[QUOTE=magicmerl;1001701]Buy a chest freezer. The first cow you buy will pay for the chest freezer.[/QUOTE]
Currently live in a tiny one bedroom flat. The kitchen is 2x1.5m.
[QUOTE=SleepyRoots;1001716]Another thing entirely: make sure to squeeze the government for everything they owe you. If we can afford £250 on 'the minimum amount the law says [we] need to live on' then you should be able to as well.[/QUOTE]
We literally pay the rent, council tax, contents insurance, gas & electricity (shopped around, got the cheapest we could), phone & broadband (again, shopped around), our mobile bills (totalling a mere £17.50), our trains to uni/work, one meal out per month, about £10 on alcohol, food, and the rest goes on tuition fees, train fares for visiting family (less than once a month) and the very little that's left on entertainment. In the summer months (when I don't have a student loan coming in) just the basics comes to more than what my partner earns. When I say we can't afford it, I mean it.
We are the same with the freezer. I guess I could ask the landlady to remove the dish washer and we could put a freezer under the counter there, but that would be about it. Most people don't realize that we have a fridge that's about 1/3 the size of what the average american household has, and ours is considered both "big" and "nice" for our place. :) it also fits perfectly. But, it makes having 1/2 a cow difficult.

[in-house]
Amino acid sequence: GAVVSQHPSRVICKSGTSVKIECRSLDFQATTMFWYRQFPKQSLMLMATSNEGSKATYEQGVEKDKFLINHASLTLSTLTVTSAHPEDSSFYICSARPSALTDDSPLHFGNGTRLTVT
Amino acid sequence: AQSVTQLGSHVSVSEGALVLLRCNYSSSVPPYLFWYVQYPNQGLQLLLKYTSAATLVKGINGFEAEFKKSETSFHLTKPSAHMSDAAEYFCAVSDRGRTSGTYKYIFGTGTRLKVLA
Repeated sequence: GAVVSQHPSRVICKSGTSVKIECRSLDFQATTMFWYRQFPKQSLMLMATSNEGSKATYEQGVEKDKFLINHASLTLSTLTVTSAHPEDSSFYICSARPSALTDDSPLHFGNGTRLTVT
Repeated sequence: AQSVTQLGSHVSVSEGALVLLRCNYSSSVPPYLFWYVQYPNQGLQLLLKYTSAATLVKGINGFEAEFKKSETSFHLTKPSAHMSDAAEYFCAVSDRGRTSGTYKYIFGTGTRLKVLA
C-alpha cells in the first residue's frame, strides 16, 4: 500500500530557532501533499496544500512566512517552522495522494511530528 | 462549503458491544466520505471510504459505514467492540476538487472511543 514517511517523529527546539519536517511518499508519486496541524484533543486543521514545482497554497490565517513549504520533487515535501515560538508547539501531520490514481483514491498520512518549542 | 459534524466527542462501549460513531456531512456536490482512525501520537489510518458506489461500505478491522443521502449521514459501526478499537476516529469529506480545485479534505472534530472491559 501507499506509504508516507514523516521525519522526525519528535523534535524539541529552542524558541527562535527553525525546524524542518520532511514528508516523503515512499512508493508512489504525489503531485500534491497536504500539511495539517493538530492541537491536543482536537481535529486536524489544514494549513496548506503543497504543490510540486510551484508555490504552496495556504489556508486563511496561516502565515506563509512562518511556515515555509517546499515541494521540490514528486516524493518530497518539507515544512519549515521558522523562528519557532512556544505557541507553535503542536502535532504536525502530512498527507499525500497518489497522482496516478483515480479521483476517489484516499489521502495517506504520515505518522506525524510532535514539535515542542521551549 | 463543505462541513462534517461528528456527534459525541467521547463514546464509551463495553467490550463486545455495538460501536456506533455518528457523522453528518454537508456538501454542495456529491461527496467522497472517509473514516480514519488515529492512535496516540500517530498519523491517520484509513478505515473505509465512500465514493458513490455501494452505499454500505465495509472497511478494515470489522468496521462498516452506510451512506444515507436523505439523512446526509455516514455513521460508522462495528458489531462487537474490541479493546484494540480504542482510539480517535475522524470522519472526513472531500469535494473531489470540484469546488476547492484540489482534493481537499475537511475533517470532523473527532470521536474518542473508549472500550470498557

In terms of your budget, I understand those sorts of constraints. In our case, we lived without phone/broadband for a long time, and we are making arrangements to live without it at home again (to save $108/mo in the process). It's a considerable savings, and if we got the biggest "netflix" package that we can, our net gain is still $96. That package would provide us with plenty of entertainment without having to watch TV, and our favorite shows can be managed by downloading them at work if we are really jonesing for them.
Having no internet at home would be weird indeed, but do-able. Honestly. :D
We don't have a TV license anyway and getting rid of our phone and internet would only save £22.25 per month. The phone is how I keep in contact with my family because we have free evening and weekend calls, as do my family (we can't phone each other's mobiles without it costing at least one of us). I need the internet for my Uni work and doing it at Uni isn't really an option because there are never any free computers when I do go in. When I do manage to get one they're excruciatingly slow and don't let me open half the things I need because it decides to have a temper tantrum about pdf files. They also like to break my USB sticks. It's worth £22.25 per month just to avoid the frustration.